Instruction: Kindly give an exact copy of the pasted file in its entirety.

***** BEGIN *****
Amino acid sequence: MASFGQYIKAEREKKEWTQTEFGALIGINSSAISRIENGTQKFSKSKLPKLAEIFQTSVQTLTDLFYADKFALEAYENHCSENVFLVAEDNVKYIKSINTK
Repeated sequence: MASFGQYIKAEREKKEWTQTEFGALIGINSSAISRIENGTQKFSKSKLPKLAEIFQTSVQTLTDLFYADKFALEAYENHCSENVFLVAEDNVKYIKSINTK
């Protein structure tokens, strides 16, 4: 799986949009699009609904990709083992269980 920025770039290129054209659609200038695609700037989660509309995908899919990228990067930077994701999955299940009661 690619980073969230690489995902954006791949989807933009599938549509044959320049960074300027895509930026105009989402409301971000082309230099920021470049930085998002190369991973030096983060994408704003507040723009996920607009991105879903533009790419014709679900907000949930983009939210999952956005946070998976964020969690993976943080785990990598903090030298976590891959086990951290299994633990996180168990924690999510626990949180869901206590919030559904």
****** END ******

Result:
Amino acid sequence: MASFGQYIKAEREKKEWTQTEFGALIGINSSAISRIENGTQKFSKSKLPKLAEIFQTSVQTLTDLFYADKFALEAYENHCSENVFLVAEDNVKYIKSINTK
Repeated sequence: MASFGQYIKAEREKKEWTQTEFGALIGINSSAISRIENGTQKFSKSKLPKLAEIFQTSVQTLTDLFYADKFALEAYENHCSENVFLVAEDNVKYIKSINTK
């Protein structure tokens, strides 16, 4: 799986949009699009609904990709083992269980 920025770039290129054209659609200038695609700037989660509309995908899919990228990067930077994701999955299940009661 690619980073969230690489995902954006791949989807933009599938549509044959320049960074300027895509930026105009989402409301971000082309230099920021470049930085998002190369991973030096983060994408704003507040723009996920607009991105879903533009790419014709679900907000949930983009939210999952956005946070998976964020969690993976943080785990990598903090030298976590891959086990951290299994633990996180168990924690999510626990949180869901206590919030559904």